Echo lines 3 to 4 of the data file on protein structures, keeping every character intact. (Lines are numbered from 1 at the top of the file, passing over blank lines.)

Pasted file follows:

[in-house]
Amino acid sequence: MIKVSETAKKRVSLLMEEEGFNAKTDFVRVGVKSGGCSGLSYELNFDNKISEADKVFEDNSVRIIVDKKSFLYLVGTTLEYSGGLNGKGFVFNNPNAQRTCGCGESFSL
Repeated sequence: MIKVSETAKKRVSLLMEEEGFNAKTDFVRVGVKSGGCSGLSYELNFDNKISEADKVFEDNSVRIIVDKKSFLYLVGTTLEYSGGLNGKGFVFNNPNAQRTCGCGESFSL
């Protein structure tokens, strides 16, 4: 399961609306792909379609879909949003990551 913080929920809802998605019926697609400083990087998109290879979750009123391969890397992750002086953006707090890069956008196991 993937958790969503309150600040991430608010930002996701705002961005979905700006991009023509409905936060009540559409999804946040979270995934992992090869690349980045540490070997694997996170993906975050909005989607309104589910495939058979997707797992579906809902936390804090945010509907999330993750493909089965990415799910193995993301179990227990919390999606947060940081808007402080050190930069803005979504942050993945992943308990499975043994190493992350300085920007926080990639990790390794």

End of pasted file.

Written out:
Repeated sequence: MIKVSETAKKRVSLLMEEEGFNAKTDFVRVGVKSGGCSGLSYELNFDNKISEADKVFEDNSVRIIVDKKSFLYLVGTTLEYSGGLNGKGFVFNNPNAQRTCGCGESFSL
């Protein structure tokens, strides 16, 4: 399961609306792909379609879909949003990551 913080929920809802998605019926697609400083990087998109290879979750009123391969890397992750002086953006707090890069956008196991 993937958790969503309150600040991430608010930002996701705002961005979905700006991009023509409905936060009540559409999804946040979270995934992992090869690349980045540490070997694997996170993906975050909005989607309104589910495939058979997707797992579906809902936390804090945010509907999330993750493909089965990415799910193995993301179990227990919390999606947060940081808007402080050190930069803005979504942050993945992943308990499975043994190493992350300085920007926080990639990790390794």